Last week, I read an article posted by Christianity Today entitled "Why conservation is a gospel issue." The article was an interesting article about environmental stewardship, and I don't have a lot of complaints about the content. It was the title that bothered me.
I've heard the phrase "it's a gospel issue" before. Creationists have been known to use it to describe young-age creationism. I personally find the phrase a little alarming, especially in light of the gospel itself. Paul tells us in 1 Corinthians,
Now I would remind you, brothers, of the gospel I preached to you, which you received, in which you stand, and by which you are being saved, if you hold fast to the word I preached to you—unless you believed in vain. For I delivered to you as of first importance what I also received: that Christ died for our sins in accordance with the Scriptures, that he was buried, that he was raised on the third day in accordance with the Scriptures, and that he appeared to Cephas, then to the twelve. (1 Cor. 15:1-5)Notice what is contained in this biblical definition of the gospel: Christ died for our sins, was buried, and rose again. In other passages of the New Testament, we find the gospel used to describe Jesus Christ. Indeed, we use the word gospel to describe the first four books of the New Testament, all of which discuss the life and work of Jesus. Jesus is the gospel.
I find it alarming to describe conservation or creationism with the term "gospel issue" because they are not directly the gospel. The gospel is not about when God made the universe, and it is not about how we care for creation today. The gospel is about Jesus and how we obtain life through Him. We ought not add to the gospel other things, important though they may be.
Another reason for my discomfort regarding the "gospel issue" is that it is too often used as a weapon to beat up those who disagree with the person using it. The implications should be obvious (and they are): When I say that my favorite doctrine is a "gospel issue," I am implying that people who disagree with me are probably heretics and maybe not even Christians. That's not a very gracious thing to do, but Christians do it all the time. Just google "gospel issue" and see the range of issues described by that phrase. It really should bother you.
I'm not suggesting that these issues are not important, but we need a different way to say that issues are important. D.A. Carson wrote this recently in a paper in Themelios:
On the one hand, because of the complex entanglements of theology, with a little imagination one might argue that almost any topic is a gospel issue. At one level or another, everything in any theology that is worth the name is tied to everything else, so it is possible to tie everything to the gospel. In that sense, well-nigh everything is a gospel issue.Here's a silly example of what he's talking about: Since the Bible reveals to us the story of Jesus we must believe it to be saved. So if you don't believe that King Amaziah's mother was Jehoaddin, then you're questioning the authority of the Bible and that's a gospel issue! Most of you probably don't even know who I'm talking about. I just skimmed 2 Kings to find some obscure trivia to illustrate my point (she's mentioned in 14:1-2).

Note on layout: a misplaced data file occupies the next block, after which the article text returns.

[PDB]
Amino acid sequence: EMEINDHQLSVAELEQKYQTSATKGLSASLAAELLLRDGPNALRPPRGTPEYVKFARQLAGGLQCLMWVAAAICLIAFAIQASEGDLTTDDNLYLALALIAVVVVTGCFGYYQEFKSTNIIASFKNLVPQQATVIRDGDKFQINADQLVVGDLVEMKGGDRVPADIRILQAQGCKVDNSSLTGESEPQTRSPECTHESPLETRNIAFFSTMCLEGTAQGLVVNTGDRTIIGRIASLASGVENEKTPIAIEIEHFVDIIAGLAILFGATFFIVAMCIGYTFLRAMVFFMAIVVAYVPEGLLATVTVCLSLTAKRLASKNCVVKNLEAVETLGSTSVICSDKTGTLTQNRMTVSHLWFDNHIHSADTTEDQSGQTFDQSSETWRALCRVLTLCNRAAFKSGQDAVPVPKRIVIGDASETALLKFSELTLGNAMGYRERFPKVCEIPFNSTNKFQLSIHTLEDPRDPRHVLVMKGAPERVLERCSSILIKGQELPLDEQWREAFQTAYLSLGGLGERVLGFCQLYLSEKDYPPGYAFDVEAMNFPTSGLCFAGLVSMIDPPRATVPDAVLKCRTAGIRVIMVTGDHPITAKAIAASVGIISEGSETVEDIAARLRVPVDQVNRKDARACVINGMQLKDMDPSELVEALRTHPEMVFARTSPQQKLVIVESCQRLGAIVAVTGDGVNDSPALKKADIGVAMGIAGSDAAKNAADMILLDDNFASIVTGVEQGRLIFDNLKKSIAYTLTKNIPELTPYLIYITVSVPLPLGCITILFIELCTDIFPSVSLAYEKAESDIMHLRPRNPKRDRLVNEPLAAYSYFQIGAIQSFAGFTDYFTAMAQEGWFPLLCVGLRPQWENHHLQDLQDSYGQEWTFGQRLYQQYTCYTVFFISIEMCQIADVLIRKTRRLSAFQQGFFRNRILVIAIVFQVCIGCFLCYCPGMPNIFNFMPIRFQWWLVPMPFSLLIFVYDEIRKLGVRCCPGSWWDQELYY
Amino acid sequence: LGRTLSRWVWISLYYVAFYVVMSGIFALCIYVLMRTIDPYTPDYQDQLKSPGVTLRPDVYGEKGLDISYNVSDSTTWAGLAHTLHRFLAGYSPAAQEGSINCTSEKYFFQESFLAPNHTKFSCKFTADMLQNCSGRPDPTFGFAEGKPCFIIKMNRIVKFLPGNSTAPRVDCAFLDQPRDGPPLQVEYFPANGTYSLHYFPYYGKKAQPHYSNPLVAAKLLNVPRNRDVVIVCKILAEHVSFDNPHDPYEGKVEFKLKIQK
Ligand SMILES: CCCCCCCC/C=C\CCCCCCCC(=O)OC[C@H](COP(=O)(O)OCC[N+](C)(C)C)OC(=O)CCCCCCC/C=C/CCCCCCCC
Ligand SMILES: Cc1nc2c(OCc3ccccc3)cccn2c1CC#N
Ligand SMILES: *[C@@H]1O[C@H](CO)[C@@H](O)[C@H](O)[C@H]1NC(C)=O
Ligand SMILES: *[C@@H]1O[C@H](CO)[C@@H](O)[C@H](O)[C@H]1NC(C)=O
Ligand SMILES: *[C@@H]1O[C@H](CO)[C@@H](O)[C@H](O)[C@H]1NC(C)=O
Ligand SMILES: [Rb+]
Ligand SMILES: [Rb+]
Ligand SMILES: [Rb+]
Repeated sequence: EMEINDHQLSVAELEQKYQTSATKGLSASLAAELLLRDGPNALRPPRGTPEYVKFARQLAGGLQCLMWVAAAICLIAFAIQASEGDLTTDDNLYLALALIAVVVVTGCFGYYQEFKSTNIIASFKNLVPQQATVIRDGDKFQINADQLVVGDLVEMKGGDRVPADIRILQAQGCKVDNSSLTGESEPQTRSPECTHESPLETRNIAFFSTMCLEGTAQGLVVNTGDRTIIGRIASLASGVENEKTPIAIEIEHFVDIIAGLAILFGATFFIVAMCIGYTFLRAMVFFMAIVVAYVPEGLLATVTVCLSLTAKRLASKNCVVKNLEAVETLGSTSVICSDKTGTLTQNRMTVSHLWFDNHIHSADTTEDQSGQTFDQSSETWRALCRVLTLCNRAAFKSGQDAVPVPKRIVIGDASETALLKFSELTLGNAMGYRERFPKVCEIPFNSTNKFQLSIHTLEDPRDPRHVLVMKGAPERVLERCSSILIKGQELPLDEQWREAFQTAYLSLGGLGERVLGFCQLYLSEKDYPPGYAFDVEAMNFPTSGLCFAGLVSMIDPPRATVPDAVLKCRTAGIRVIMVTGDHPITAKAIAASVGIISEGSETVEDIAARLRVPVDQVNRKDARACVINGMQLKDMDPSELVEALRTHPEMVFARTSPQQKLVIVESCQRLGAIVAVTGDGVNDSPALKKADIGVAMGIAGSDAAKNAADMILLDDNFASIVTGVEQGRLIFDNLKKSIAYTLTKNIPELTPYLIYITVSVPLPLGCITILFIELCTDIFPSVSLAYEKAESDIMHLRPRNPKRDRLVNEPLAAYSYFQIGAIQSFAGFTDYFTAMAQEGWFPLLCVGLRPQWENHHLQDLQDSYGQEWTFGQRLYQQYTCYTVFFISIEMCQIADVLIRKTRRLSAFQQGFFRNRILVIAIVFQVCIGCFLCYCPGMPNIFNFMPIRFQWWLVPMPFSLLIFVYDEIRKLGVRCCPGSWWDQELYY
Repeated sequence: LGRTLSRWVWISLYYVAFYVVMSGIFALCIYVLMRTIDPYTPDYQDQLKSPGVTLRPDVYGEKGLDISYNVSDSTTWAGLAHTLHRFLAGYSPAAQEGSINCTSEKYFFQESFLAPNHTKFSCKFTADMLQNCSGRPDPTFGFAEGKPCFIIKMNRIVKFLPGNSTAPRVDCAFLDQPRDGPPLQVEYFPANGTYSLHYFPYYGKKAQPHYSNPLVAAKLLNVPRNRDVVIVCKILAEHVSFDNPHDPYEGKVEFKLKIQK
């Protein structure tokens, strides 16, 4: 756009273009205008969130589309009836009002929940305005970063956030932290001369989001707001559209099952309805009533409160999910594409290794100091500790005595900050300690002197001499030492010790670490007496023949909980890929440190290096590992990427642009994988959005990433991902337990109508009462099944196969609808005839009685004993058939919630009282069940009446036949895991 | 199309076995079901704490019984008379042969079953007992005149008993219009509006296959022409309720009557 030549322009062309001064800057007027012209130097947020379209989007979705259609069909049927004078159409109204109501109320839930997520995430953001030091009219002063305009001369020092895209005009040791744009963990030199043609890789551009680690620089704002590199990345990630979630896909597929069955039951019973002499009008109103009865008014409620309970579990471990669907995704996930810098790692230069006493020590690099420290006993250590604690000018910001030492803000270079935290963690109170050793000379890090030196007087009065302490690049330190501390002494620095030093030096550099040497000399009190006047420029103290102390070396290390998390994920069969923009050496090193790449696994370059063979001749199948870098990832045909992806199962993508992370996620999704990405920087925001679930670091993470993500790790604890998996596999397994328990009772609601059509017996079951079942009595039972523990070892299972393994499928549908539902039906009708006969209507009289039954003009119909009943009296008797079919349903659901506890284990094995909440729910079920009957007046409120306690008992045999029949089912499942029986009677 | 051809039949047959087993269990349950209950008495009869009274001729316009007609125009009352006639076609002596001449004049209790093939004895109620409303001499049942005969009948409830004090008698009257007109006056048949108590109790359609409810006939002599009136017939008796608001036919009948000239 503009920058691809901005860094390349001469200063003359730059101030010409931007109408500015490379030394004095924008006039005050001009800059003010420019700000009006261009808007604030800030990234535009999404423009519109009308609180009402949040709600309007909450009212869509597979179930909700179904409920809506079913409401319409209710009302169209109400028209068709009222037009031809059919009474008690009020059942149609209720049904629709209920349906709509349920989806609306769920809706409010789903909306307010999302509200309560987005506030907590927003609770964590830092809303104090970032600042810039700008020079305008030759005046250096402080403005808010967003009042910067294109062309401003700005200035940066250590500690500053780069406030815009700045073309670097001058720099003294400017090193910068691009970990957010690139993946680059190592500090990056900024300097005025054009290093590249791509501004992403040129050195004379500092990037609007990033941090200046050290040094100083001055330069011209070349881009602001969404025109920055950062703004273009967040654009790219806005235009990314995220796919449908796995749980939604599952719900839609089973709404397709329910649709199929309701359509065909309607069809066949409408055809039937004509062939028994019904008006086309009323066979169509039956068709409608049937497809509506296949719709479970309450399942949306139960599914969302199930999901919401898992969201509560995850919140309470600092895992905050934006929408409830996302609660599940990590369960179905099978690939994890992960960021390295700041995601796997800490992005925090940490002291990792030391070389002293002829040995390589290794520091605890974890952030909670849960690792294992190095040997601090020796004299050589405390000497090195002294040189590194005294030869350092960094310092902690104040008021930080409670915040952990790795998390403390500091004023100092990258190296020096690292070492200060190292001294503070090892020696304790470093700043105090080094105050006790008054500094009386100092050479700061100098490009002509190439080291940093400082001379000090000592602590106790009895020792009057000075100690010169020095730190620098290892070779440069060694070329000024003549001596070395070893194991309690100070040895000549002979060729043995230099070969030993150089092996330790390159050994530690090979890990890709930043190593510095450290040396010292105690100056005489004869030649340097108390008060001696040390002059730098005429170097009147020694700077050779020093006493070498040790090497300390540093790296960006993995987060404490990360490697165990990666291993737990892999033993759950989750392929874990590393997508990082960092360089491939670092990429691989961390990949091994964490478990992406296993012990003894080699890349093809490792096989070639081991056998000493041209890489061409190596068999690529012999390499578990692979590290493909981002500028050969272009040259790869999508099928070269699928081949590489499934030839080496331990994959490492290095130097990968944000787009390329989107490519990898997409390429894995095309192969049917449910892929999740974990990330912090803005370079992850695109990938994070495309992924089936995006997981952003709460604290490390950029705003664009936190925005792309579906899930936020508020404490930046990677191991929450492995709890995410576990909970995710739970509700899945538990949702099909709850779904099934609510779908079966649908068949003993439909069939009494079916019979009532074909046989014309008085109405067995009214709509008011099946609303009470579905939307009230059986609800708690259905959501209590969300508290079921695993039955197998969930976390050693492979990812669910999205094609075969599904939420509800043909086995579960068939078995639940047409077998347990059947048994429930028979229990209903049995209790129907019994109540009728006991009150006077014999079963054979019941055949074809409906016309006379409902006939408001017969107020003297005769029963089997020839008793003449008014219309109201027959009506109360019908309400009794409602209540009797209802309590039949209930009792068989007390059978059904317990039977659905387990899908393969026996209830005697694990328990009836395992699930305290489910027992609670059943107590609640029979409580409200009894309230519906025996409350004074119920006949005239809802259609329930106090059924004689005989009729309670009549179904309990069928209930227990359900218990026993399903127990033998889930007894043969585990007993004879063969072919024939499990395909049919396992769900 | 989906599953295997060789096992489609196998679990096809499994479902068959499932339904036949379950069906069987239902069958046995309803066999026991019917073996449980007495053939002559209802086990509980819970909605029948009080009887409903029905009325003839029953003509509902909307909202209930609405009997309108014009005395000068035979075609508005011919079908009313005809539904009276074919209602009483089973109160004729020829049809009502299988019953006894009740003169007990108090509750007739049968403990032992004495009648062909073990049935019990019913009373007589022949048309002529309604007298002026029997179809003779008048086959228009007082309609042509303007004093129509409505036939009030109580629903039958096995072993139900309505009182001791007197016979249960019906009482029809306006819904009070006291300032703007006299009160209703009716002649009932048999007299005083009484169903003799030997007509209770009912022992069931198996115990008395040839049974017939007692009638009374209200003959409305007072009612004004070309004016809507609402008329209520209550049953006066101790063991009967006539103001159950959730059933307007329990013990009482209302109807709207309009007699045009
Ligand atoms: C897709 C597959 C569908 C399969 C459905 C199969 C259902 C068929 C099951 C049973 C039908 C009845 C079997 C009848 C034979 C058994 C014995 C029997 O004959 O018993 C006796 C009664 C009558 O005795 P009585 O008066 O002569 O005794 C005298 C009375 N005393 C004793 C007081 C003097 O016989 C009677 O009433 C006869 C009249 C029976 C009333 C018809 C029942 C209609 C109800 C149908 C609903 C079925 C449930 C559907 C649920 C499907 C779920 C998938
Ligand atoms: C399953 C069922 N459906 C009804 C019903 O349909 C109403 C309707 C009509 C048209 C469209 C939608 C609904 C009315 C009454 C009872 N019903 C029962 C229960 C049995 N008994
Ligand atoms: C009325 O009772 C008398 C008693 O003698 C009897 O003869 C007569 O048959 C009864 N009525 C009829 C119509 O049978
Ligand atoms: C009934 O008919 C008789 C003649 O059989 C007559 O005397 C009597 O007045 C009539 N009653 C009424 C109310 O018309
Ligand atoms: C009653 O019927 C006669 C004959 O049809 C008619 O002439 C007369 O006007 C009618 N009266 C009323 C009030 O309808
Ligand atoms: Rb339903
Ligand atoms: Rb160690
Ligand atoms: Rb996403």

You can see how silly that is, and you might want to say that there are really important doctrines that are gospel issues. For example, I happen to think that the doctrine of the Fall is a really important doctrine that directly relates to the central Christian theological message of creation/fall/redemption. But the Fall is not itself the gospel, and according to 1 Corinthians 15, it doesn't even seem to be part of the gospel. Does that make it unimportant? Only if you see theology as having two dimensions of importance: Gospel issues and everything else.
This is yet another one of my pet peeves. It seems like Christians desperately want to categorize doctrines as vitally important or not important at all, usually depending on whether you're on the offense or defense. I can't remember how many times I've heard someone condescendingly tell me that creationism is a "secondary issue." What they really mean by that is, "It's not important so you shouldn't get all worked up about it." But that's not true at all. The Apostle's creed starts right off with "I believe in God the Father almighty, maker of heaven and earth." The doctrine of creation is important, and insofar as the method of creation reflects the divine power and character of God, how He created is also important.
Does that mean I should say that it's a "gospel issue?" Not at all. That would be just as wrong. The gospel is the story of Jesus' salvation. The question of how God created is important because it is connected to salvation, but it is not itself the way to salvation. It is not the gospel.
The most alarming part of all of these "gospel issues" is that they seem to be adding to the gospel. The gospel is not the story of Jesus' salvation + my favorite doctrine. Even if those doctrines are true (and important), we should not attach them directly to the gospel. The Bible has very strong words for people who try to place extra burdens on people in addition to the gospel. That makes a false gospel. Ironically, it seems to me that calling things "gospel issues" is an actual gospel issue.
So please, let's find some other way to describe how important things are. Let's be specific about the theological implications that we see. Let's not just beat up our ideological enemies by declaring our position a "gospel issue" when it really isn't.
(Photo courtesy Pixabay.)
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